Students in the new ROB 103: Robotic Systems course came in with a range of prior knowledge, from zero previous robotics exposure to participating in robotics teams in high school. However, all the first-year students completed labs on manufacturing, CAD, 3D printing, electronics, and control.
ROB 103: Robotic Mechanisms was first offered in Winter 2021 at the University of Michigan Robotics Institute as a first-year, hands-on robotics engineering course.
Ilya Kovalenko, a Mechanical Engineering postdoc in the Barton Research Group, and Matt Romano, a Robotics PhD student in the Autonomous Aerospace Systems Laboratory taught the course.
The course culminated with a final project and competition: creating a robot that could complete a number of tasks with a pallet–similar to today’s warehouse robots. The students received a basic robot kit to assemble as a start, but had to design, build, code, and test additions to their robot in order to enable remote operation and maneuvering a pallet.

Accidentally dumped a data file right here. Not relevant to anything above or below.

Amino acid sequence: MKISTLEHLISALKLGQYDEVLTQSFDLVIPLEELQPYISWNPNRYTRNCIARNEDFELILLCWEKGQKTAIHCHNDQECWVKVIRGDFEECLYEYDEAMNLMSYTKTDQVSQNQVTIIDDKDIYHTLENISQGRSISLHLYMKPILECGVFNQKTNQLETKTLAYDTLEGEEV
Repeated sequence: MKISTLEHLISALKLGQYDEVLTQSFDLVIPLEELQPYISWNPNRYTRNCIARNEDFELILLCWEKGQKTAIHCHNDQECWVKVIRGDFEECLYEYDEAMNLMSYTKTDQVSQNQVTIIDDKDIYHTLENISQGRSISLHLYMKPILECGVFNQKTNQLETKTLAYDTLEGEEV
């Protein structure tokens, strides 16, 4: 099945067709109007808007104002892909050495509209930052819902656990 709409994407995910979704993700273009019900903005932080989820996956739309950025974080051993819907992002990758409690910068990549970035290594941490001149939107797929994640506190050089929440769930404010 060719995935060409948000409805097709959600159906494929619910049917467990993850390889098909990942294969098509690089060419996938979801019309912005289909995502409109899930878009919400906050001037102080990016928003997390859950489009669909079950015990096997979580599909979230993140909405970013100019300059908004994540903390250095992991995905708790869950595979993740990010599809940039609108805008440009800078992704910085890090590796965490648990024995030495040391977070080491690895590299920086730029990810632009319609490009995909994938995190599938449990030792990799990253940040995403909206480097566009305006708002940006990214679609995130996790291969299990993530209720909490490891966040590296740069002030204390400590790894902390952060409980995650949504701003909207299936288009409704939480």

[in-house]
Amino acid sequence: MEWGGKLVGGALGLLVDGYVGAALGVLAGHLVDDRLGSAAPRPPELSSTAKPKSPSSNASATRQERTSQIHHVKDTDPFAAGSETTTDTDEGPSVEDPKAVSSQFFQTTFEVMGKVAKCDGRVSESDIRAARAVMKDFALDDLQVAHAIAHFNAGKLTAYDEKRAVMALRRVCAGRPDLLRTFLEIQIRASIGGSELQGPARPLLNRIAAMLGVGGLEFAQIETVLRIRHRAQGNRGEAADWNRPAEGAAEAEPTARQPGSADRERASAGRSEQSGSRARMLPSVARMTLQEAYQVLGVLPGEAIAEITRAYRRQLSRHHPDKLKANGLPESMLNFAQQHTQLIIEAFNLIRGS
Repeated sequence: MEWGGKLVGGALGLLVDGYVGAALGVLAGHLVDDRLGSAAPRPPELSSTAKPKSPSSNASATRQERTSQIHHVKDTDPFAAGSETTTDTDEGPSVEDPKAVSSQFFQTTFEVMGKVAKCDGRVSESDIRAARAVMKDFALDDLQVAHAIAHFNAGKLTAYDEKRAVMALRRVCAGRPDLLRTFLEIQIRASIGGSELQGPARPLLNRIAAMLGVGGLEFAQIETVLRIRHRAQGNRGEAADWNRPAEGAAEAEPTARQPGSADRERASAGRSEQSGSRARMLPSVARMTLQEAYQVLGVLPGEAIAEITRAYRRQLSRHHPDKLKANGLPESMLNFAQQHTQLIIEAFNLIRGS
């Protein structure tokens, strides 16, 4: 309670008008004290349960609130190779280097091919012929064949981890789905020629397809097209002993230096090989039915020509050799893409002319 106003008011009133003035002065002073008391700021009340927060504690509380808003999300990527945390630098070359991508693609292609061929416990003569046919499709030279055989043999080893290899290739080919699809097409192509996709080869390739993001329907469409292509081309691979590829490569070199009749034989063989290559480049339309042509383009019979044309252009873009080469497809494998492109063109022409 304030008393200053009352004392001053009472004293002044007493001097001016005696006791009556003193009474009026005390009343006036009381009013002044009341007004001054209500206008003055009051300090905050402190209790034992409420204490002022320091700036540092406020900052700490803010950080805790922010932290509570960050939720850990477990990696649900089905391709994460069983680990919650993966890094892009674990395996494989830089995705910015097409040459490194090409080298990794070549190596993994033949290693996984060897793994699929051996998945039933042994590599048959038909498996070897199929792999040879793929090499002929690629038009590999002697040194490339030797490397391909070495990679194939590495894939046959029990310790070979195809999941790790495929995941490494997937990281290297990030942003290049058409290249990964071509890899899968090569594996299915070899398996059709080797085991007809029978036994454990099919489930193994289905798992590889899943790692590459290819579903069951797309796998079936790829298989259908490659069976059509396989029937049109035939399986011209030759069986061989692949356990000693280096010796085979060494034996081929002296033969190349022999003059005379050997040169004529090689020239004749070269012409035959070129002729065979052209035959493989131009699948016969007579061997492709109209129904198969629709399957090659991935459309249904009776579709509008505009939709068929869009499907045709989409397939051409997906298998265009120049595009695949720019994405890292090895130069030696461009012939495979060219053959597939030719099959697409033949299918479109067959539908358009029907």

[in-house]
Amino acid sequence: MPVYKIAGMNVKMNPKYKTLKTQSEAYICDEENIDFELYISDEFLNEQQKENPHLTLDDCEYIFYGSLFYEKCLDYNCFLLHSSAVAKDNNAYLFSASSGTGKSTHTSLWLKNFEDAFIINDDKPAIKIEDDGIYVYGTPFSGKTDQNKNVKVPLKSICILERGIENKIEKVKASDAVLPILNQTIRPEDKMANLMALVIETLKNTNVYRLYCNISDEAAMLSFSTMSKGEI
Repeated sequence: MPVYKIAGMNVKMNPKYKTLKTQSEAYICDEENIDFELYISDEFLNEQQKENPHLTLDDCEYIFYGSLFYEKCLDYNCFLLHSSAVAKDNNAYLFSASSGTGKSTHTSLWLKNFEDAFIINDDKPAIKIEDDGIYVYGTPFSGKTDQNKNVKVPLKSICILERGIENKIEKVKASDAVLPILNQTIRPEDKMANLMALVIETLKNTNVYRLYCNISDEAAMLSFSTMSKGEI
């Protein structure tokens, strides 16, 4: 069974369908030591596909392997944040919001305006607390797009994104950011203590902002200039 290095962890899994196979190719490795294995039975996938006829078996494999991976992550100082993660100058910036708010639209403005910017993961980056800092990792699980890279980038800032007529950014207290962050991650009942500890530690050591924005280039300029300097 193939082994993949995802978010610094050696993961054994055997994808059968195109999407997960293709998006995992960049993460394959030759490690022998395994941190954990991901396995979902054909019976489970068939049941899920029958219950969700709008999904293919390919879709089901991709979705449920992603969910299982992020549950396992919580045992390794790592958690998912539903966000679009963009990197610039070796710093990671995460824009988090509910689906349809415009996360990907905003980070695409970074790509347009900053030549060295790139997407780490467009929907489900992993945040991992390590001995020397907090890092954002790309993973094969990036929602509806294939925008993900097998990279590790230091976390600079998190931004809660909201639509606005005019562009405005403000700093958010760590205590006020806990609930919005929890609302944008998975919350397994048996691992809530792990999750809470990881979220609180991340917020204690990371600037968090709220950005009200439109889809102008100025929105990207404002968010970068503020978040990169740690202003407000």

With COVID-19 restrictions still in place during the course, only 10 students were in-person, with about 30 students participating remotely. The students teamed up with at least one in-person student on each team, and utilized Discord to work together.
With broad exposure to the many disciplines that go into robotics, students were able to zero in on topics of further interest. As one student remarked, “it made me reconsider my major from computer engineering to mechanical engineering because of the deep interest in controls, CAD, and manufacturing that I was able to find.”
The course is the second undergraduate offering in the Robotics Institute at U-M. ROB 101: Computational Linear Algebra, was offered in Fall 2020.